"One does not establish a dictatorship in order to safeguard a revolution; one makes the revolution in order to establish the dictatorship." -George Orwell
Action speaks louder than words but more and more we are getting a dose of both. Both sides are resting up for what will be a serious donnybrook... or at least I hope so.
It may seem innocuous to some, but recent news that the White House will skip over Congress to tax everyone's cell phone in order to raise money for Wi-Fi for schools underscores three critical points in what I'm calling Obama 2.0 and its promises to challenge boundaries of law and established checks and balances in government.
Down with the King
Each time President Obama speaks he adds additional threats of going it alone and usurping the power of Congress. A big example in this direction was deciding to push back the so-called employer mandate of the healthcare law, in essence giving businesses a break for not offering healthcare insurance to employees. Many argue it's unconstitutional for any president to pick apart a law. The action will leave the budget for the new law $13.0 billion short, but there will be additional carve-outs. So, now the White House is saying the FCC has the power to tax all cell phone users without congressional approval.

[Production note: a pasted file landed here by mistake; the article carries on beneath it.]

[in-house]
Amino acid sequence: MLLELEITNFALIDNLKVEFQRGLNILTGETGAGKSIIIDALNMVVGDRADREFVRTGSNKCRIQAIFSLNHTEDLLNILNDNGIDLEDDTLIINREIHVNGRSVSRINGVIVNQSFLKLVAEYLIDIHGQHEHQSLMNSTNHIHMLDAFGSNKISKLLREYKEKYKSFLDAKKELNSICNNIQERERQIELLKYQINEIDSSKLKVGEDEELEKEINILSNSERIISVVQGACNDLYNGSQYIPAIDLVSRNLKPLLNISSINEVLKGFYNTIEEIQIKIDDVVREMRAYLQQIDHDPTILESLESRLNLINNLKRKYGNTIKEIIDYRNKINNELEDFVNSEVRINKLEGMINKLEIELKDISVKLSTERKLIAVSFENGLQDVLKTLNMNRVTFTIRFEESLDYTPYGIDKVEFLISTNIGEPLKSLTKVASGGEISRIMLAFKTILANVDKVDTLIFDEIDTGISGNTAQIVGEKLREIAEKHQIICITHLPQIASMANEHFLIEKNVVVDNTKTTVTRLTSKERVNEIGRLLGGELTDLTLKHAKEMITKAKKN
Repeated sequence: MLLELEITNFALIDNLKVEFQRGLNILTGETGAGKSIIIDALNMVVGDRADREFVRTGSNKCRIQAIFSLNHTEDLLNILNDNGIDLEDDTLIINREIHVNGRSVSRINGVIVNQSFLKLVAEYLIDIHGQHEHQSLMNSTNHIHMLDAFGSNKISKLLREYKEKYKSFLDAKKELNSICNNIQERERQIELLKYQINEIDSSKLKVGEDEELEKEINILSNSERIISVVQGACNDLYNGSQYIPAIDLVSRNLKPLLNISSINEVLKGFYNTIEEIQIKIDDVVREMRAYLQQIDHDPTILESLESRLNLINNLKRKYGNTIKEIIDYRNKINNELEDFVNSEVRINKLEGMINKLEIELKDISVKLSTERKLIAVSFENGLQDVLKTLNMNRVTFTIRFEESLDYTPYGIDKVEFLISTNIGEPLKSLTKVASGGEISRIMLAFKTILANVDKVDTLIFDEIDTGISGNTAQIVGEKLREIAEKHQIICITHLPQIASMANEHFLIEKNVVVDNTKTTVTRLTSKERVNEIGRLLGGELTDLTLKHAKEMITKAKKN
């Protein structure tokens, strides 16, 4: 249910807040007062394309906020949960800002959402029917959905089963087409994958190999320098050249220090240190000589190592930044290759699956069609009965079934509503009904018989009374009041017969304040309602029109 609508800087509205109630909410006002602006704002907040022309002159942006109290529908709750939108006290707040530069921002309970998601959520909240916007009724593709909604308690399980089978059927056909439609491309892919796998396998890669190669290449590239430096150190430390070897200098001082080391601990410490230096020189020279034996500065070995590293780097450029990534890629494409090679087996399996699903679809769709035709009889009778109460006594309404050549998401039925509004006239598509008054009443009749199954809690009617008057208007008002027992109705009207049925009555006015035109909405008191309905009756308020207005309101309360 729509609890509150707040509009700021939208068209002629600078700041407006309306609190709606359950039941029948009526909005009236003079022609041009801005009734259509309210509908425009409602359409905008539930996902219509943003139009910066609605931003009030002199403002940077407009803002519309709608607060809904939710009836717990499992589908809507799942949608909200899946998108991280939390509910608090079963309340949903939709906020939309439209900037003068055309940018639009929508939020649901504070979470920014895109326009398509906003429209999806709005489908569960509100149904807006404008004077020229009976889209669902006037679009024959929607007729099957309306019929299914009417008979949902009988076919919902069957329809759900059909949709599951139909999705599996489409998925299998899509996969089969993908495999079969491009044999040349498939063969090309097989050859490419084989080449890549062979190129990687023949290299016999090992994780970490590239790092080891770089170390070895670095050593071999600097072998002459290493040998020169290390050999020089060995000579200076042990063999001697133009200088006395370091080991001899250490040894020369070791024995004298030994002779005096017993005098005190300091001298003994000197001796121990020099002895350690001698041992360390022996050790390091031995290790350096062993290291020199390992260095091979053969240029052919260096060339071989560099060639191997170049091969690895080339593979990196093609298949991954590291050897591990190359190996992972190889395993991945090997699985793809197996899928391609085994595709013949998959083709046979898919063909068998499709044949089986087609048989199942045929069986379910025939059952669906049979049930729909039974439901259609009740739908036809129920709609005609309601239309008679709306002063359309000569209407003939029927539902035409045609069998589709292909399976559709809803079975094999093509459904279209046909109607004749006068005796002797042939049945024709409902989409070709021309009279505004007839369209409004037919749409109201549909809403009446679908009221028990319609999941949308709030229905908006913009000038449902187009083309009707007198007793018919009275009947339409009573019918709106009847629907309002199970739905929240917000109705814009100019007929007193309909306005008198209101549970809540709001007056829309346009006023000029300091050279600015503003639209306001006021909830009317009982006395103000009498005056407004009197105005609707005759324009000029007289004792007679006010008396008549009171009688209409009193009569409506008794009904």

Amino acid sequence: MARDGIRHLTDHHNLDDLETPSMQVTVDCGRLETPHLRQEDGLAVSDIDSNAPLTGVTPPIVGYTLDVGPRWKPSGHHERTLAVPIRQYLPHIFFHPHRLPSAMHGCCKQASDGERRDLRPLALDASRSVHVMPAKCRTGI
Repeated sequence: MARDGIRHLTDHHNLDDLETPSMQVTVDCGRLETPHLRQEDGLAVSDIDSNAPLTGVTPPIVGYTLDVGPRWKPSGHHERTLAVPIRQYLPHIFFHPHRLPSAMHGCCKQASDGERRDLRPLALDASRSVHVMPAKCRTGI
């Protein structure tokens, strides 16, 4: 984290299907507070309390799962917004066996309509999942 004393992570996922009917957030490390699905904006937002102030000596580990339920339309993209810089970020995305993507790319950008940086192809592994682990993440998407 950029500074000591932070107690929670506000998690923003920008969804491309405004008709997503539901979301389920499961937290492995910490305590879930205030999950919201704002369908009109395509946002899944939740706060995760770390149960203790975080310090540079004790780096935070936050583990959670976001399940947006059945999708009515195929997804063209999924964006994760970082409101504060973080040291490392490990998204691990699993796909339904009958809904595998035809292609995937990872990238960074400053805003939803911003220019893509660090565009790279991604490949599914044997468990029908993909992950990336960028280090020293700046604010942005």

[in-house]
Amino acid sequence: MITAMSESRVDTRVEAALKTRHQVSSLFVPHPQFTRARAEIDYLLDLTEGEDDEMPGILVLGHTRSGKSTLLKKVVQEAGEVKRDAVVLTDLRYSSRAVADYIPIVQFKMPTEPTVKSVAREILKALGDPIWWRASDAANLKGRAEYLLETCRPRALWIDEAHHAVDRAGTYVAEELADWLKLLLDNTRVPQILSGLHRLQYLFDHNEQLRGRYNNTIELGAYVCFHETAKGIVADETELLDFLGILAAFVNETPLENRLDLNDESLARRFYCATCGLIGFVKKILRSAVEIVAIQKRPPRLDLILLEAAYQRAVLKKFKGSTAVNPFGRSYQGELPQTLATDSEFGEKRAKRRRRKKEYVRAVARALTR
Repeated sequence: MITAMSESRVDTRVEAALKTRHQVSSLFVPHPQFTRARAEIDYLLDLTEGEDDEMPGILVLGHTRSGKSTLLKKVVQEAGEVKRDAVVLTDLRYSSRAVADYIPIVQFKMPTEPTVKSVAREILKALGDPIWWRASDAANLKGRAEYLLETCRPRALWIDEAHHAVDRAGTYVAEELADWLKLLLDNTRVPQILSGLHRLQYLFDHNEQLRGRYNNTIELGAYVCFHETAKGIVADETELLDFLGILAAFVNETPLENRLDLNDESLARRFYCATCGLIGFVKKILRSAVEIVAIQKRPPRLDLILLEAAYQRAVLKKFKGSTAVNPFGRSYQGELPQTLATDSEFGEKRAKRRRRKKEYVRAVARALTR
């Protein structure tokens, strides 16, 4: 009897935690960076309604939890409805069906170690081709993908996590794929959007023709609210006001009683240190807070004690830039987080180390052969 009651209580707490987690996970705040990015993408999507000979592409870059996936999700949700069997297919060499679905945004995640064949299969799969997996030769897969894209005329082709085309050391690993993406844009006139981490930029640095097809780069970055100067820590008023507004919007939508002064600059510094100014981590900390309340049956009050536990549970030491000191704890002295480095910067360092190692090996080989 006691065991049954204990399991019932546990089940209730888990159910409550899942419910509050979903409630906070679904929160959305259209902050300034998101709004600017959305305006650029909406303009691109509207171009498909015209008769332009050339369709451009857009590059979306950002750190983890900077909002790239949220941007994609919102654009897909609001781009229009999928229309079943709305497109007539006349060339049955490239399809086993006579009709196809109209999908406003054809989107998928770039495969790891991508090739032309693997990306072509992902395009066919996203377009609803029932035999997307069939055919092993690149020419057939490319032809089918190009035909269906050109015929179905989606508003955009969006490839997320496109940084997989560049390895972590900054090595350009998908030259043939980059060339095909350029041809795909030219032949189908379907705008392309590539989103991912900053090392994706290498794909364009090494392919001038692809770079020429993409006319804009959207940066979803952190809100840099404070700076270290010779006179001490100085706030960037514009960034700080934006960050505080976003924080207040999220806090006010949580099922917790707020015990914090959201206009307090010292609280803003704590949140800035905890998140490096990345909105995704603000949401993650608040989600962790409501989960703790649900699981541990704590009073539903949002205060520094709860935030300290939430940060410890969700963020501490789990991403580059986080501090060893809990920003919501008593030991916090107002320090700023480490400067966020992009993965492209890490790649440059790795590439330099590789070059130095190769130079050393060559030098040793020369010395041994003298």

This is serious stuff and will soon be applied to larger issues.
That means whatever executive authority I have to help the middle class, I'll use it. Where I can't act on my own and Congress isn't cooperating, I'll pick up the phone, I'll call CEOs, I'll call philanthropists, I'll call college presidents, I'll call labor leaders, I'll call anybody who can help and enlist them in our efforts —— because the choices that we, the people, make right now will determine whether or not every American has a fighting chance in the 21st century.
So, yes, Congress is tough right now. But that's not going to stop me. We're going to do everything we can wherever we can, with or without Congress, to make things happen.
In Other News: Verizon Releases Statement on FCC’s “1930’s Era Regulations” in Morse Code | Michael Schaus